$50 stage: Between 6 and 11 it increases to $50
$500 stage: Between 12 and17 – the techno-stage (phones, iPads, computers) it increases to $500
$5,000 stage: Between 18 and 23 — the college years (tuition, cars, credit card bail-outs) it increases to $5000.
$50,000 stage: Ages 24 and beyond — the bail-out years (home foreclosure, car repossessions, divorces, custody battles, addiction rehab and weddings) it increases to $50,000
You can avoid the consequences of the 5/50/500 rule by training your children to earn, save, spend and give their money. It’s never to early or too late to start raising MoneySmart Kids.
Run your Family like a busines:
BadCredit.com - Cut Your Grocery Bill and Your Debt
The average family of four spends anywhere from $584 to $1156 a month to put food on the table, according to estimates by the U.S. Department of Agriculture.Read More...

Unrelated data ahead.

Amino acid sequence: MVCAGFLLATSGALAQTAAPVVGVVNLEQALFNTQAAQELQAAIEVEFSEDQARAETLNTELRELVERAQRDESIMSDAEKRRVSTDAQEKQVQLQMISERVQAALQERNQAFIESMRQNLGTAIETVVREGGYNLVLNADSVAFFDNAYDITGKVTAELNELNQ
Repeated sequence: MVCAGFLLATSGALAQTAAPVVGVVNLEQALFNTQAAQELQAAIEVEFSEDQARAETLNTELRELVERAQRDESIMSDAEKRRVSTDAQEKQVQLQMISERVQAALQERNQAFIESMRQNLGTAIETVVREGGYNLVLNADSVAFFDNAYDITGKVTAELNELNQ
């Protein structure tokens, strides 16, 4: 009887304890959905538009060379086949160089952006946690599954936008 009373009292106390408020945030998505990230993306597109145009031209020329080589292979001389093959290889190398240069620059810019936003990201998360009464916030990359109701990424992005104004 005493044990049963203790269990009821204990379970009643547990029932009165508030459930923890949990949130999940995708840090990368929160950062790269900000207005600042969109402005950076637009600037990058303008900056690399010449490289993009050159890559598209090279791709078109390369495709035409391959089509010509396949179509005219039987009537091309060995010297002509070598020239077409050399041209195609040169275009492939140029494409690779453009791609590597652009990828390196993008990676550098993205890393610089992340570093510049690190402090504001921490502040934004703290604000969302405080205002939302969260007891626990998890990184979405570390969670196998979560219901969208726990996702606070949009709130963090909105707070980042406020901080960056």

Portraits - with Roger & Sally Barton on AZ Shine 90.9
Do you have too much month at the end of your money? Meet Steve & Annette Economides, they’ve been called “America’s Cheapest Family!” They will share how you can not only survive but thrive and stop living paycheck to paycheck Saturday morning at 9:00 with Roger and Sally Barton on “Portraits – Snapshots of life, hope and faith.”
There are five segments in this interview:
1) Introduction / overview
2) Saving on Groceries
3) How to set up a Budget that works
4) How to get out of debt
5) Saving on clothes